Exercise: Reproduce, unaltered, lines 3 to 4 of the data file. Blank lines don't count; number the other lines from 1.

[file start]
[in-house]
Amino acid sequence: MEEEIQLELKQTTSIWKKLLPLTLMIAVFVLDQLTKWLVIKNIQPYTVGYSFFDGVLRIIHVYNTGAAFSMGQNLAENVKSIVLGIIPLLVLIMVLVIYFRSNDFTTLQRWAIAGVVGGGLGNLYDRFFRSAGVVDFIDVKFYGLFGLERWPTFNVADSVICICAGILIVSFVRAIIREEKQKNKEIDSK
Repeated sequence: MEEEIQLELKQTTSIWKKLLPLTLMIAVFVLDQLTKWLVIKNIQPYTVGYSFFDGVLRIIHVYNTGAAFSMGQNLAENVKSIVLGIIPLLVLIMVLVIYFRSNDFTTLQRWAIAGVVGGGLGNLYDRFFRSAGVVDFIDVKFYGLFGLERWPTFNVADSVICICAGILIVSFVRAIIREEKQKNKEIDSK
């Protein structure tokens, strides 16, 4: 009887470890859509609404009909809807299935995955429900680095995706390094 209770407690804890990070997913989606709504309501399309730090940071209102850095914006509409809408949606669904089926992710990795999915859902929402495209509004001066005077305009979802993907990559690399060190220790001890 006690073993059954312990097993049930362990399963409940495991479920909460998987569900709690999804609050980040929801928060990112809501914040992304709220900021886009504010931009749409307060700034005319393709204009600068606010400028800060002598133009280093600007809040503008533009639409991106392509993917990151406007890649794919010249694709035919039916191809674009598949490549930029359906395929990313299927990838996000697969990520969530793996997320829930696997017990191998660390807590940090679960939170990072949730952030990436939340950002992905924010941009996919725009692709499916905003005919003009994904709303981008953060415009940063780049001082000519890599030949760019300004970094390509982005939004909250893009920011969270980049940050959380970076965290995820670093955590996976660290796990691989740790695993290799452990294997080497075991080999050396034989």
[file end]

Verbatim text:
Repeated sequence: MEEEIQLELKQTTSIWKKLLPLTLMIAVFVLDQLTKWLVIKNIQPYTVGYSFFDGVLRIIHVYNTGAAFSMGQNLAENVKSIVLGIIPLLVLIMVLVIYFRSNDFTTLQRWAIAGVVGGGLGNLYDRFFRSAGVVDFIDVKFYGLFGLERWPTFNVADSVICICAGILIVSFVRAIIREEKQKNKEIDSK
């Protein structure tokens, strides 16, 4: 009887470890859509609404009909809807299935995955429900680095995706390094 209770407690804890990070997913989606709504309501399309730090940071209102850095914006509409809408949606669904089926992710990795999915859902929402495209509004001066005077305009979802993907990559690399060190220790001890 006690073993059954312990097993049930362990399963409940495991479920909460998987569900709690999804609050980040929801928060990112809501914040992304709220900021886009504010931009749409307060700034005319393709204009600068606010400028800060002598133009280093600007809040503008533009639409991106392509993917990151406007890649794919010249694709035919039916191809674009598949490549930029359906395929990313299927990838996000697969990520969530793996997320829930696997017990191998660390807590940090679960939170990072949730952030990436939340950002992905924010941009996919725009692709499916905003005919003009994904709303981008953060415009940063780049001082000519890599030949760019300004970094390509982005939004909250893009920011969270980049940050959380970076965290995820670093955590996976660290796990691989740790695993290799452990294997080497075991080999050396034989």